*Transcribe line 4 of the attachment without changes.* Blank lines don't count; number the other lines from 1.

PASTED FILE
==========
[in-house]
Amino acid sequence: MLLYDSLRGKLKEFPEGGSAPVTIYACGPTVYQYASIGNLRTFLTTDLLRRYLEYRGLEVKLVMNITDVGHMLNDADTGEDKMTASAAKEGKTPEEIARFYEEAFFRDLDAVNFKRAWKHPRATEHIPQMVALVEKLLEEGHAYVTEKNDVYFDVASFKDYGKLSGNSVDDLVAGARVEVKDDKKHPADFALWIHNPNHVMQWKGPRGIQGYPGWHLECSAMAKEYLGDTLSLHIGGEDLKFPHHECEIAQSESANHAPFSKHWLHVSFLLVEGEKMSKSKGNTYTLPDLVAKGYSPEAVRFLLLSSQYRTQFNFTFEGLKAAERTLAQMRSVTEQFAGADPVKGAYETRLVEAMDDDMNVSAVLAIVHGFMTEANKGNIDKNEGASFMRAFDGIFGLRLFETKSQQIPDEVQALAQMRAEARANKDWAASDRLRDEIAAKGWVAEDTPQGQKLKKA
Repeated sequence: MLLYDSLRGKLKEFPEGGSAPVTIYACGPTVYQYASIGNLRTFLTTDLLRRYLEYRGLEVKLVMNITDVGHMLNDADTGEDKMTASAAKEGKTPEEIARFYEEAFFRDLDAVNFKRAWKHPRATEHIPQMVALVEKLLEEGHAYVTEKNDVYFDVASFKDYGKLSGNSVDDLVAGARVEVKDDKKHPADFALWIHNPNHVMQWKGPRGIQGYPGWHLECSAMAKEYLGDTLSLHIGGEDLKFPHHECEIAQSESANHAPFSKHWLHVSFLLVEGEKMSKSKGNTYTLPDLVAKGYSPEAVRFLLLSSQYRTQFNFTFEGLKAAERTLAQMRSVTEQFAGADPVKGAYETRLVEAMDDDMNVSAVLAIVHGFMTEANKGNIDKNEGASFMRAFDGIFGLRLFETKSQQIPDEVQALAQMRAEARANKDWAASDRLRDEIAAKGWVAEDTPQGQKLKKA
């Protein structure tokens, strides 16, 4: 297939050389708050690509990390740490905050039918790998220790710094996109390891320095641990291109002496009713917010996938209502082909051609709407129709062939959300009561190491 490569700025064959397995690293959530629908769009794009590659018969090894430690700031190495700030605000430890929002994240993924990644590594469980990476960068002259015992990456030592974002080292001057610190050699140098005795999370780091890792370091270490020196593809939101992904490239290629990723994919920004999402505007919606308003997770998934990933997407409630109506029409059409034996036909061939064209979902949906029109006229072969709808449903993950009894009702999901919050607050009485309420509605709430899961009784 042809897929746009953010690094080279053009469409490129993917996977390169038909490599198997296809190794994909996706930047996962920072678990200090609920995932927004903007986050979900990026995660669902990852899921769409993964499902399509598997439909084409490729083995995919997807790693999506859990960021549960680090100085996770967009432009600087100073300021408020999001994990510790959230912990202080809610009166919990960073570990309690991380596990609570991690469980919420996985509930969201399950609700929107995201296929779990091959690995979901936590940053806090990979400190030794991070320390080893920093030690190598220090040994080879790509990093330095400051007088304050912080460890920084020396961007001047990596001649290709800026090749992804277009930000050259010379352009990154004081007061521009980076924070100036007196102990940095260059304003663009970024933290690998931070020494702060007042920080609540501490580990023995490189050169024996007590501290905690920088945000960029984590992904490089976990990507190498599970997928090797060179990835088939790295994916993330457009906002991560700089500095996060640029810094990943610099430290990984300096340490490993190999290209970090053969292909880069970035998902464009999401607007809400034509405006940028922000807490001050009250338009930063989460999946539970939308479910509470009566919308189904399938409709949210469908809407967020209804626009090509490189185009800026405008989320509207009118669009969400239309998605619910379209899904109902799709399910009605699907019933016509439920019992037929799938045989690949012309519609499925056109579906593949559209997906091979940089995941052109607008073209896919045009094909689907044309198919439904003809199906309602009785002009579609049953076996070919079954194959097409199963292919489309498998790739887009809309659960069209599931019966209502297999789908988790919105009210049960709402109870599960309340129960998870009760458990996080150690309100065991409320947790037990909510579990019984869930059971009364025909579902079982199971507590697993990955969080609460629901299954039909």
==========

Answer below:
């Protein structure tokens, strides 16, 4: 297939050389708050690509990390740490905050039918790998220790710094996109390891320095641990291109002496009713917010996938209502082909051609709407129709062939959300009561190491 490569700025064959397995690293959530629908769009794009590659018969090894430690700031190495700030605000430890929002994240993924990644590594469980990476960068002259015992990456030592974002080292001057610190050699140098005795999370780091890792370091270490020196593809939101992904490239290629990723994919920004999402505007919606308003997770998934990933997407409630109506029409059409034996036909061939064209979902949906029109006229072969709808449903993950009894009702999901919050607050009485309420509605709430899961009784 042809897929746009953010690094080279053009469409490129993917996977390169038909490599198997296809190794994909996706930047996962920072678990200090609920995932927004903007986050979900990026995660669902990852899921769409993964499902399509598997439909084409490729083995995919997807790693999506859990960021549960680090100085996770967009432009600087100073300021408020999001994990510790959230912990202080809610009166919990960073570990309690991380596990609570991690469980919420996985509930969201399950609700929107995201296929779990091959690995979901936590940053806090990979400190030794991070320390080893920093030690190598220090040994080879790509990093330095400051007088304050912080460890920084020396961007001047990596001649290709800026090749992804277009930000050259010379352009990154004081007061521009980076924070100036007196102990940095260059304003663009970024933290690998931070020494702060007042920080609540501490580990023995490189050169024996007590501290905690920088945000960029984590992904490089976990990507190498599970997928090797060179990835088939790295994916993330457009906002991560700089500095996060640029810094990943610099430290990984300096340490490993190999290209970090053969292909880069970035998902464009999401607007809400034509405006940028922000807490001050009250338009930063989460999946539970939308479910509470009566919308189904399938409709949210469908809407967020209804626009090509490189185009800026405008989320509207009118669009969400239309998605619910379209899904109902799709399910009605699907019933016509439920019992037929799938045989690949012309519609499925056109579906593949559209997906091979940089995941052109607008073209896919045009094909689907044309198919439904003809199906309602009785002009579609049953076996070919079954194959097409199963292919489309498998790739887009809309659960069209599931019966209502297999789908988790919105009210049960709402109870599960309340129960998870009760458990996080150690309100065991409320947790037990909510579990019984869930059971009364025909579902079982199971507590697993990955969080609460629901299954039909």